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Indonesia Engulfed by Massive Tsunami, Killing Nearly 2,000

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Priscilla Song

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Tsunami in Palu destroys the island and takes the lives of 2,000 people.

Photo+by+BBC+News
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Indonesia Engulfed by Massive Tsunami, Killing Nearly 2,000

Photo by BBC News

Photo by BBC News

Photo by BBC News

Photo by BBC News

On September 28th, Palu, Indonesia was hit by an earthquake with a magnitude of 7.5 on the Richter scale. Following the earthquake, a devastating tsunami took over, and survivors are currently struggling with a lack of electricity and running water. There have been reports of nearly 2,000 killed and 5,000 missing since the disaster.

The horizontal earthquake was a shock to the residents of Sulawesi Island and to scientists. According to The Guardian, horizontal earthquakes, also known as strike-slip faults, usually cause very weak tsunamis. Scientists are still unsure what caused this earthquake, but it is suggested that the earthquake might have brought a landslide that could have shifted the water. The speed of the tsunami and the shape of the island could also have been important factors in the destruction—the tsunami hit the island 30 minutes after the earthquake and was moving at a speed of 500 miles per hour. The Palu Bay is deep and narrow and could have intensified the force of the waves by concentrating the energy of the tsunami at the tip of the island. Dr. Kerry Seigh, a scientist at the Earth Observatory of Singapore, explained to The Guardian, “It’s well known that the fault in Palu has been storing strain and accumulating strain at a few centimeters per year, so it’s been a very rapidly slipping fault for years.”

The lack of a modern warning system in Indonesia could have also contributed to the extreme destruction of the impoverished island. According to The New York Times, Indonesia’s warning system, created in 2008, consists of seismographic sensors, buoys, tidal gauges, and GPS. This equipment thoroughly failed to predict the magnitude of the tsunami. The 20-foot tsunami that hit Palu tore apart bridges, destroyed homes, and killed 1,948 people, with the death toll still rising two weeks after the disaster. According to Forbes, the system did not take into account the narrow bay’s effects on the propagating water. The warning system underestimated the heights of the waves. There are some suggestions that BMKG, Indonesia’s meteorological and geophysics agency, could have removed the warning before the waves hit the island. It is also suggested that the buoys which were supposed to detect the tsunami and earthquake were faulty because they had not been in service for six years. Phil Cummins, a professor at Australian National University, says that the reason so many people died is that they didn’t know they should have looked for higher ground after the earthquake. He says that they should have used the earthquake as a warning that there would be incoming danger.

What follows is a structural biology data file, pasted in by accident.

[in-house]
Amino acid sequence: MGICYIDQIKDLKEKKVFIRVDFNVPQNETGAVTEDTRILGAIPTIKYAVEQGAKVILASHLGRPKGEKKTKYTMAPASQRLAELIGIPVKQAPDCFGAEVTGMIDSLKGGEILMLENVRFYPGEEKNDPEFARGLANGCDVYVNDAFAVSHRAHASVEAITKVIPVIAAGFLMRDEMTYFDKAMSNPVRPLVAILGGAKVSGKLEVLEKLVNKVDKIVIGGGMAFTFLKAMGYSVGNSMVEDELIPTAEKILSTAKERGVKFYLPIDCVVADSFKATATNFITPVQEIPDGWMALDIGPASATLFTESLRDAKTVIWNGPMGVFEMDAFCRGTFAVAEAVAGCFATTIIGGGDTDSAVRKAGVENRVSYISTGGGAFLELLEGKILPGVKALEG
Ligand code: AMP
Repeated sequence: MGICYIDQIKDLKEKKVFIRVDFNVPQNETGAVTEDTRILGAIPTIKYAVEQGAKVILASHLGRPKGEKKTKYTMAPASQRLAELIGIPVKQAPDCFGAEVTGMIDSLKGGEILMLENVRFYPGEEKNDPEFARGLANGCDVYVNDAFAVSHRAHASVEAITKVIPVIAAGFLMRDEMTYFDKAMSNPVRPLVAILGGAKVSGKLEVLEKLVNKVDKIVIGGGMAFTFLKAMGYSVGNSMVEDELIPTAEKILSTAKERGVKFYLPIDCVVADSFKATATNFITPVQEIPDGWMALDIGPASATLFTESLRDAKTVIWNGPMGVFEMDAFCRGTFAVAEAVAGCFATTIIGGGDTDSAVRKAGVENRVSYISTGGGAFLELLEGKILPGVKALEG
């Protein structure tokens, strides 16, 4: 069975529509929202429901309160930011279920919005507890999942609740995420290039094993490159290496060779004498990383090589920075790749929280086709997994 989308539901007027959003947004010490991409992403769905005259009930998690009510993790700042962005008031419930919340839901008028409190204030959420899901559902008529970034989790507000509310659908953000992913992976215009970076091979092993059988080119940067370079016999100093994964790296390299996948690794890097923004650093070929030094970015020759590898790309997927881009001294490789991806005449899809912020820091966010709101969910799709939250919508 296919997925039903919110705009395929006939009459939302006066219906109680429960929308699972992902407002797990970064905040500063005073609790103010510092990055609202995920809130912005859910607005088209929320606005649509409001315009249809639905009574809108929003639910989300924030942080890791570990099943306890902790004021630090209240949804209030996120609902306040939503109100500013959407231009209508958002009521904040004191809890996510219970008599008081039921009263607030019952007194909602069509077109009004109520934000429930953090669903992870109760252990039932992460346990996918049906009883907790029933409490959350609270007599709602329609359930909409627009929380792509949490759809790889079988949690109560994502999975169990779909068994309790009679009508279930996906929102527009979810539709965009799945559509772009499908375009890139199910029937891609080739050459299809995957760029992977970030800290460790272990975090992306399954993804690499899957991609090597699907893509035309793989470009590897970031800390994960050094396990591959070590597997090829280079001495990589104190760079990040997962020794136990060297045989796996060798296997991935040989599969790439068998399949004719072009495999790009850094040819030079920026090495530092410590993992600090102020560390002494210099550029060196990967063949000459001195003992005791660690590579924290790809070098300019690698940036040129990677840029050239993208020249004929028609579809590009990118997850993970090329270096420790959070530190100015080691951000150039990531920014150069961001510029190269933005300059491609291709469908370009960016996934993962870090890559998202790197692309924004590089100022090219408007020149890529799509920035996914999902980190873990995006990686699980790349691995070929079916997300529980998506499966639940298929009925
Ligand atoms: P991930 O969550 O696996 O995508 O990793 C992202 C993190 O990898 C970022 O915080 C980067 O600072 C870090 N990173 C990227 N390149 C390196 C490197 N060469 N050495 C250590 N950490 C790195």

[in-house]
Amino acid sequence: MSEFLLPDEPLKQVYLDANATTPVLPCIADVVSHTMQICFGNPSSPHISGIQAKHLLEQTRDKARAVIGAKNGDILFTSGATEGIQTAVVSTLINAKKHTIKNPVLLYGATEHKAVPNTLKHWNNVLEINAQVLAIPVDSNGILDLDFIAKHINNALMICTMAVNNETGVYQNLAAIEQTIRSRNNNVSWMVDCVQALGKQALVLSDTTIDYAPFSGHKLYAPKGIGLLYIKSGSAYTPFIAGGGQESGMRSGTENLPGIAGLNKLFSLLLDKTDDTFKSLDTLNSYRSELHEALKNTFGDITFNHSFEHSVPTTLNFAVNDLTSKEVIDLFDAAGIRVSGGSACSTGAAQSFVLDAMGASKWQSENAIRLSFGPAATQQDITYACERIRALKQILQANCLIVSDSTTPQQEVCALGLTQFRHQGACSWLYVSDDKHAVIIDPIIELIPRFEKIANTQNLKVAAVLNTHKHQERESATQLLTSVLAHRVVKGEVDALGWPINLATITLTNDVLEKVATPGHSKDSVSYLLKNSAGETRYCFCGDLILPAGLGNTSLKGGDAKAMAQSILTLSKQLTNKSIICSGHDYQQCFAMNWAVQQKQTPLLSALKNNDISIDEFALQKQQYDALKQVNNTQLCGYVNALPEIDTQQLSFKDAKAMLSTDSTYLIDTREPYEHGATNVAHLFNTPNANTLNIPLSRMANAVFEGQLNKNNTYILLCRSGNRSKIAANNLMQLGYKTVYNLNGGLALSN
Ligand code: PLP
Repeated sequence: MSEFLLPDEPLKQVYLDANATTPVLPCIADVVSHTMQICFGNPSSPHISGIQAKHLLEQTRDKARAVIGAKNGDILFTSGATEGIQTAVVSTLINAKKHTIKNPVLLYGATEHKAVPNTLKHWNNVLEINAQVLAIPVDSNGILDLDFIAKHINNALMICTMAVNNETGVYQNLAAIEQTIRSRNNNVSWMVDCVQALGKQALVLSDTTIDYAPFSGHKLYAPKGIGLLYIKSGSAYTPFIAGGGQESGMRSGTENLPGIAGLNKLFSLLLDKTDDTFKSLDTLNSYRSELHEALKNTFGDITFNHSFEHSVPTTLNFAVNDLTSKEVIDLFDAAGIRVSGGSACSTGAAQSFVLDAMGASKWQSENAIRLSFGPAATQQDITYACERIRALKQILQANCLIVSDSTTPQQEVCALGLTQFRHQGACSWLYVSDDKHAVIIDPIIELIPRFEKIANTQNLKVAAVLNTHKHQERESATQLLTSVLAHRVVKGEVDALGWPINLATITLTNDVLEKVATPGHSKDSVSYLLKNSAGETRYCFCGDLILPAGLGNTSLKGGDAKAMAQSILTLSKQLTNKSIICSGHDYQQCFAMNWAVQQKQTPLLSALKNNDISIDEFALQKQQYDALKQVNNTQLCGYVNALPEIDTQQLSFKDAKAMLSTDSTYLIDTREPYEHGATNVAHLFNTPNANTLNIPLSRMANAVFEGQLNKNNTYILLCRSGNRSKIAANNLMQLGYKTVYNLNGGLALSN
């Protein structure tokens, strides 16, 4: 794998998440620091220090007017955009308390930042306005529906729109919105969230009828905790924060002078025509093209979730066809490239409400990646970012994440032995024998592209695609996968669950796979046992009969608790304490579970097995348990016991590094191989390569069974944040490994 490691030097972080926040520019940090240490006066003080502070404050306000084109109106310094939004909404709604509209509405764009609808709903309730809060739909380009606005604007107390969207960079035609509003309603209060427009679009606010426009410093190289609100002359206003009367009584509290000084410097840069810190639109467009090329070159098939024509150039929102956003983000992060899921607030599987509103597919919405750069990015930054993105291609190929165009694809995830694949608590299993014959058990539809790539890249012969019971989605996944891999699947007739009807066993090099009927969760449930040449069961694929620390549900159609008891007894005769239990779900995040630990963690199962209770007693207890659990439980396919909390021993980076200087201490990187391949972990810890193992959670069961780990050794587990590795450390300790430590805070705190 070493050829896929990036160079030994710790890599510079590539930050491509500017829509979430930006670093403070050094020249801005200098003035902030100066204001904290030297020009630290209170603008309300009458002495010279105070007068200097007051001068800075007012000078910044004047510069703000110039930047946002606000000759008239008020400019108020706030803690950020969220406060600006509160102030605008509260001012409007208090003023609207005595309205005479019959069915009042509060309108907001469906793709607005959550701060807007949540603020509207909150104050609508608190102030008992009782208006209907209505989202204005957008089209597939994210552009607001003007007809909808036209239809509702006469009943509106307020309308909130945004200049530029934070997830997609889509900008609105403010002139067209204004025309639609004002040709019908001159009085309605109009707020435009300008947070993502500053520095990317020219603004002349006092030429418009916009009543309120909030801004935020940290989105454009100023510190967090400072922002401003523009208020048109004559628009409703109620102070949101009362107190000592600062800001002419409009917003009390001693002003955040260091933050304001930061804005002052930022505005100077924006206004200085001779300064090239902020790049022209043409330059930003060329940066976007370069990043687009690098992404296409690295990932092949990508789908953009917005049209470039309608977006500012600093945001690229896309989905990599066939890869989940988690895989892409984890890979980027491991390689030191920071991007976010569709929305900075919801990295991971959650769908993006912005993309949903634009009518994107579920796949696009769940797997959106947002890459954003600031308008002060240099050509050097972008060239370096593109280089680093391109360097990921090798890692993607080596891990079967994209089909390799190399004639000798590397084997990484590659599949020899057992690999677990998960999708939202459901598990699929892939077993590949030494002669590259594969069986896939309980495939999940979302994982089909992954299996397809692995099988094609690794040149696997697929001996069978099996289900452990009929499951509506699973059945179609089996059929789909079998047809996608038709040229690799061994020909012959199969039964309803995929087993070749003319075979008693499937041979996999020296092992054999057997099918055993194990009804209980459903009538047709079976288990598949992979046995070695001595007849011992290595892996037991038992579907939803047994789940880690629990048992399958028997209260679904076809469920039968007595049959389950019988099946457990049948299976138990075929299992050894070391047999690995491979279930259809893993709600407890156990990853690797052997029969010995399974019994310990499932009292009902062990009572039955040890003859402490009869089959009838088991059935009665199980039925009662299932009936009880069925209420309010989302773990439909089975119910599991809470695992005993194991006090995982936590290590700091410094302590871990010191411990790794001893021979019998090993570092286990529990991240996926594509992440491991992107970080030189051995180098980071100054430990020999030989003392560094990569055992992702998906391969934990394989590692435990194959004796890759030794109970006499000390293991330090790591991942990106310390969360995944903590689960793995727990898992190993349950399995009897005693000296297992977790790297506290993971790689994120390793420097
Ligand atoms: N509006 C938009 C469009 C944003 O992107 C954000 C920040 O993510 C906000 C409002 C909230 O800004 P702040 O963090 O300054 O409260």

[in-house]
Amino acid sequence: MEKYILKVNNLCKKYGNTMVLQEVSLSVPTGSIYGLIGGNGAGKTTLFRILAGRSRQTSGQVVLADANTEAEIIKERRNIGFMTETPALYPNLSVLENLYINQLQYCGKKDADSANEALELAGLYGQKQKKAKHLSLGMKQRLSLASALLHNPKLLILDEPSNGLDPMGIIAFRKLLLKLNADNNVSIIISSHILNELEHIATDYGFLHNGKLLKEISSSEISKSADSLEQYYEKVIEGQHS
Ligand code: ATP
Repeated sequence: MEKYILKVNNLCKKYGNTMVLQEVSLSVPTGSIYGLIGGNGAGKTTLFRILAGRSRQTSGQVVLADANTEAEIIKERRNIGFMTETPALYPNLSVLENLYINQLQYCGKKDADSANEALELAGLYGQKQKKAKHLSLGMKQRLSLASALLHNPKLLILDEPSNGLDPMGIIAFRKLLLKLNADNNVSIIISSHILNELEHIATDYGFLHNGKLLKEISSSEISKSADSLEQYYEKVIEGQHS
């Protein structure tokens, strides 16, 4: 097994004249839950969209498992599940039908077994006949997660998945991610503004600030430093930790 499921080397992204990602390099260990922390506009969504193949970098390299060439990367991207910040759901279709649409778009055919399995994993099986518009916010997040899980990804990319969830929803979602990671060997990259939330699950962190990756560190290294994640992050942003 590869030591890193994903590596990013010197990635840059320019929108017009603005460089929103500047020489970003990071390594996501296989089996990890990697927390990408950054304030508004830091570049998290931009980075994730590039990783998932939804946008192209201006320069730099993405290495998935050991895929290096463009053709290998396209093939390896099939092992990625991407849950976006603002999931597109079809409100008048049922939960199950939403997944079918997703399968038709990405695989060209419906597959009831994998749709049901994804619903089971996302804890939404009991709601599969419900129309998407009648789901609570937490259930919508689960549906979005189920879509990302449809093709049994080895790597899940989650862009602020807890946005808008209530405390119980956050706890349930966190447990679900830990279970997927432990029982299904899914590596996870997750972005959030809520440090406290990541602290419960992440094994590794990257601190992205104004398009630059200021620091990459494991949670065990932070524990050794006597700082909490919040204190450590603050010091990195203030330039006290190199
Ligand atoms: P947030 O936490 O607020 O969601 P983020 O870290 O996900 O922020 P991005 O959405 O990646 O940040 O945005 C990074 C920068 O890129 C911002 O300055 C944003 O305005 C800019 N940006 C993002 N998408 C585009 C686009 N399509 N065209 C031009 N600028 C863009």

Following the week of the tsunami, three volcanoes triggered by the earthquake erupted: Mount Soputan in North Sulawesi, the Son of Krakatoa in Java, and Mount Soputan. Toxic fumes from their ashes covered the already destroyed island.

Currently, there are rescue teams in Palu that are making critical efforts to find the missing and save the injured. Local shop owners have no choice but to distribute their food for free to the citizens. With supplies running low, there have been incidents of fighting over the limited essentials; officers have even had to threaten survivors who have tried to break into shops.

The Indonesian tsunami should serve as a warning for the island nation to improve its protocols for natural disasters. Such a devastating tragedy cannot be allowed to occur again.

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About the Writer
Priscilla Song, Managing Editor

Priscilla Song (‘20), Managing Editor, enjoys writing and reading. In her free time, she also likes to spend time with her family and participate in...

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Indonesia Engulfed by Massive Tsunami, Killing Nearly 2,000